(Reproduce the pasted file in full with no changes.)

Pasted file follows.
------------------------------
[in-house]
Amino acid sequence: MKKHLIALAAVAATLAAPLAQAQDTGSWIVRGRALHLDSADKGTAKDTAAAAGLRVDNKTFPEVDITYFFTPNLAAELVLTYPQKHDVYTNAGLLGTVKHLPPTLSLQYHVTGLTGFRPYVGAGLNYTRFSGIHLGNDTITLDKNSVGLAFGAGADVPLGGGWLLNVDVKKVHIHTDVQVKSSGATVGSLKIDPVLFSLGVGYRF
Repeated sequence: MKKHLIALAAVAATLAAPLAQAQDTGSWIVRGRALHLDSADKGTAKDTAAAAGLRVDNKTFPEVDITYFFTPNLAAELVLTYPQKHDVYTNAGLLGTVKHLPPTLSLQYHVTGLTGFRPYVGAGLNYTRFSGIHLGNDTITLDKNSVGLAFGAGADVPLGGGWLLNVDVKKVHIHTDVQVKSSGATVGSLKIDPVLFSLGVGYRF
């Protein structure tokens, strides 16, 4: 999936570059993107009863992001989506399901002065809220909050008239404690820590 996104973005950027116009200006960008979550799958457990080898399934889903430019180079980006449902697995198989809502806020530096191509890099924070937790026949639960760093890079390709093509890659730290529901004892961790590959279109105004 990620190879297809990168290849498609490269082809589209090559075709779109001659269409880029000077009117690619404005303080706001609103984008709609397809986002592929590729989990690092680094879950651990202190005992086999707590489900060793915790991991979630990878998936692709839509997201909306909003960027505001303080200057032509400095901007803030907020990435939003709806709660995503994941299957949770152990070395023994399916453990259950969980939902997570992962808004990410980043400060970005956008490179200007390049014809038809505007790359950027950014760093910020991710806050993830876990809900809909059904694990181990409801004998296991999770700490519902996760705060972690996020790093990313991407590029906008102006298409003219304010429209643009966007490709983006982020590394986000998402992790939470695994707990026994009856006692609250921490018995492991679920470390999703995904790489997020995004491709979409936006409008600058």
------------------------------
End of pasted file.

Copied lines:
[in-house]
Amino acid sequence: MKKHLIALAAVAATLAAPLAQAQDTGSWIVRGRALHLDSADKGTAKDTAAAAGLRVDNKTFPEVDITYFFTPNLAAELVLTYPQKHDVYTNAGLLGTVKHLPPTLSLQYHVTGLTGFRPYVGAGLNYTRFSGIHLGNDTITLDKNSVGLAFGAGADVPLGGGWLLNVDVKKVHIHTDVQVKSSGATVGSLKIDPVLFSLGVGYRF
Repeated sequence: MKKHLIALAAVAATLAAPLAQAQDTGSWIVRGRALHLDSADKGTAKDTAAAAGLRVDNKTFPEVDITYFFTPNLAAELVLTYPQKHDVYTNAGLLGTVKHLPPTLSLQYHVTGLTGFRPYVGAGLNYTRFSGIHLGNDTITLDKNSVGLAFGAGADVPLGGGWLLNVDVKKVHIHTDVQVKSSGATVGSLKIDPVLFSLGVGYRF
């Protein structure tokens, strides 16, 4: 999936570059993107009863992001989506399901002065809220909050008239404690820590 996104973005950027116009200006960008979550799958457990080898399934889903430019180079980006449902697995198989809502806020530096191509890099924070937790026949639960760093890079390709093509890659730290529901004892961790590959279109105004 990620190879297809990168290849498609490269082809589209090559075709779109001659269409880029000077009117690619404005303080706001609103984008709609397809986002592929590729989990690092680094879950651990202190005992086999707590489900060793915790991991979630990878998936692709839509997201909306909003960027505001303080200057032509400095901007803030907020990435939003709806709660995503994941299957949770152990070395023994399916453990259950969980939902997570992962808004990410980043400060970005956008490179200007390049014809038809505007790359950027950014760093910020991710806050993830876990809900809909059904694990181990409801004998296991999770700490519902996760705060972690996020790093990313991407590029906008102006298409003219304010429209643009966007490709983006982020590394986000998402992790939470695994707990026994009856006692609250921490018995492991679920470390999703995904790489997020995004491709979409936006409008600058």